I’d love to have seen the sunrise
but I missed it for fitful sleep
seeking to behold my son’s eyes
available only in dreams
I don’t have a sunrise picture and only read the details of Capture Your Grief this morning after waking up to Kaya barking at something outside. I got irritated, but I got her because I missed having the movement around the house and needed a reason to get outside- the rude awakenings were a substitute I was going for, but whatever.
I’m not much for putting myself through other people’s filters and projects, but I haven’t been writing and I’ve been meaning to, so it seems like a good time and idea; October first not only marks the beginning of Pregnancy and Infant Loss Awareness Month, but it is also my father’s birthday. He died on September 2, 2010 still planning is annual fishing trip- we took the boat out in his honor instead.
I guess in some ways, that’s what grieving is… finding ways to hold space for who the person was and would have been by bringing them into conversation and doing things and bringing people together that honor them– and dealing with letting go of the attachment you have to the way it should damn well be. I know I try and do that with Patrick all the time at home and in social media, alike. Timehop has actually been a bittersweet way to both jog my memory and bring the people I miss into my daily life, like the picture above as well as the one below. Sometimes it can be triggering, but I wouldn’t change having or seeing those moments for anything- it’s an honor that they exist in the first place and that I have them to remember.
Patrick was named for my father. He was a rainbow baby of sorts- after heavily grieving death, Patrick was the life to be a light to me after dark times… it made his sudden, unexplained death all the more difficult. In some ways, I’m glad I had practice grieving in such a deep way- although nothing, nothing can compare or even touch what it feels like to lose a child. My father was a wonderful, kind, patient, gentle, generous, silly, curious, creative, can-do person that I love and appreciate every single day of my life and I am still prostrate with grief some days at the loss of- but losing a parent is a part of life, however soon that part may have occurred in mine. It’s still within the right order.
No matter how you turn it or for whatever reason, losing a child just isn’t fucking right. When it happens, it’s a feeling as primally discordant, heartbreaking, soul-deflating as they come. I’m so glad to not be in those first days. The first months, even… I can’t even find words to describe them. Feel free to hit the “Grief” or “Poetry” sections on my blog if you want to read what they were then. Though it’s what caused me the most pain, especially at first, I now miss the visceral memories of his skin on mine, hearing echoes of the sounds he made throughout the house, his smell, his things about the house. I’m at my new normal, where a part of my life is accepting that a part of it will always be missing, and I’ll always have ways that absence affects the rest of it.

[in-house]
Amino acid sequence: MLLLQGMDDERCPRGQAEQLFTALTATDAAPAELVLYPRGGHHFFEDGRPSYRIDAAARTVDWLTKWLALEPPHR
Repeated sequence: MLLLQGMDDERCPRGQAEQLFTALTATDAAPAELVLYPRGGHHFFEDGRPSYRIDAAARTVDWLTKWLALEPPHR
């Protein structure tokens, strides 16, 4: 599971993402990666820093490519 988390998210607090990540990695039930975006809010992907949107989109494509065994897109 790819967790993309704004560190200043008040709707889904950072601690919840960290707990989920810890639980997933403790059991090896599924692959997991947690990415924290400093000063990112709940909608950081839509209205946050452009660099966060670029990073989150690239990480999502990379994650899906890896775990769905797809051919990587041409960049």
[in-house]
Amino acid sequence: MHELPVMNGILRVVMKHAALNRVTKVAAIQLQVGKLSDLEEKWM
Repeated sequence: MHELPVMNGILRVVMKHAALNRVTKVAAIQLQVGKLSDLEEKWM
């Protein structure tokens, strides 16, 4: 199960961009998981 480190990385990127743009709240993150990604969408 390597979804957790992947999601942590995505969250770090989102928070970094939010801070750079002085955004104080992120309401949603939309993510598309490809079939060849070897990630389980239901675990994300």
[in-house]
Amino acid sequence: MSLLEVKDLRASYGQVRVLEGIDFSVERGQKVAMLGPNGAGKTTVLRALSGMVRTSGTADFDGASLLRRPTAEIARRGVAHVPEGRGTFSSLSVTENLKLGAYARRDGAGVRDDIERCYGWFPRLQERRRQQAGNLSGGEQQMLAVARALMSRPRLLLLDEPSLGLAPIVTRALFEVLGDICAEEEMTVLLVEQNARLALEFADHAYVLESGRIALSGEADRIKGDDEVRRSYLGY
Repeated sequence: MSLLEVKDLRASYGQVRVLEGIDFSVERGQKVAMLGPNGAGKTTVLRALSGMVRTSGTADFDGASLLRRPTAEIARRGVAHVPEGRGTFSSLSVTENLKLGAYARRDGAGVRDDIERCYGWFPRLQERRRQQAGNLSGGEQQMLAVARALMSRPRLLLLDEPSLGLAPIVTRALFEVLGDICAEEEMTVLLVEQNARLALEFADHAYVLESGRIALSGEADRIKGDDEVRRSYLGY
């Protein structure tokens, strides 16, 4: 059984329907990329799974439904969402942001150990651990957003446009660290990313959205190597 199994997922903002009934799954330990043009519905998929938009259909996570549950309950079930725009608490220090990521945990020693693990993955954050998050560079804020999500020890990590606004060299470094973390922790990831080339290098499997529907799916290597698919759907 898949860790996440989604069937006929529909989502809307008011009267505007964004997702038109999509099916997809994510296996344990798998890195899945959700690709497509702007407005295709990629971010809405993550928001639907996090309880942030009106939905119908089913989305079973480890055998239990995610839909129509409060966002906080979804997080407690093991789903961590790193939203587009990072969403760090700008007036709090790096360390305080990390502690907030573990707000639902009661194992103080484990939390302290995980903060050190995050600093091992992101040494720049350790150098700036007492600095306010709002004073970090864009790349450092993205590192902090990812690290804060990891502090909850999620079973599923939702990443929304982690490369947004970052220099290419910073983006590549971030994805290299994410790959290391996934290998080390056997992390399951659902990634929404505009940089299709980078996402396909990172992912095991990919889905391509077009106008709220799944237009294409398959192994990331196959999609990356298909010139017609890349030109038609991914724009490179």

Danny and I had broken up months before Patrick passed- in fact, he was supposed to move out that very weekend. We cohabited for another 6 months through the early shock and grief, then went our separate ways, and I haven’t had another serious relationship since. In some ways, taking time to work on myself has been very beneficial; I am a raging phoenix lion goddess of a human compared to who I used to be and I’m grateful for and love myself very much. But I hate the reason why I’ve had such a rapid spiritual regrowth. I have to be fierce because my heart is so tender, so vulnerable, so perforated. It’s hard to bring those things to the table and keep them in balance when it comes to addressing old friends and meeting new ones, but I’m working on it.
It’s hard because SUDC means I’m fairly certain what I’m putting my time and effort into is going to get ripped away from me, suddenly and without cause- it applies to basically everything I own or love, most of all people. It makes it hard to form new attachments after I lost my friend suddenly, then my marriage (and everything I’ve ever owned, save what was in my hastily packed suitcase to attend said friend’s funeral across the country), my father, then son. (There’s a post with more detail/summation of that from when Patrick was alive here.) I’m no stranger to loss, yet 137 weeks later, (okay, 136 weeks and 6 days, but who’s counting?) I’m still reeling from the lack of Patrick and trying to figure out how to relate and connect to others, how to parent, how make a living as a grieving introvert with anxiety.
Losing a child just isn’t right. It’s fucked up and it fucks everything up. Sometimes I can get up in the morning now and get all the way to the coffee machine before remembering what my life has been and where it is now. I imagine I’d feel the same after losing a limb- I would wake up after a time and expect it to be gone and go about my day with perceivable “ease”, but always there are the reminders. The reminders can come from within my own body, from a situation, from others, from a certain sense or impulse, a memory of what I used to have, a thought of what should be, of what would be if only… If only. So many ways to end that sentence and all of them hurt.
So I continue, because it’s all I can do. Progress, I guess… though I never meant for my blog title to bear such a heavy, personal imbuement of the word. I’m still getting used to it. Anyhow- here I am. I’m writing. I’m doing a thing to kick my butt into it. If you want to participate, too, check out and click through the picture below.
1 in 4 women has experienced pregnancy, infant or child loss. This month is about giving those women space to have their voices heard- and I appreciate you taking the time to listen to mine.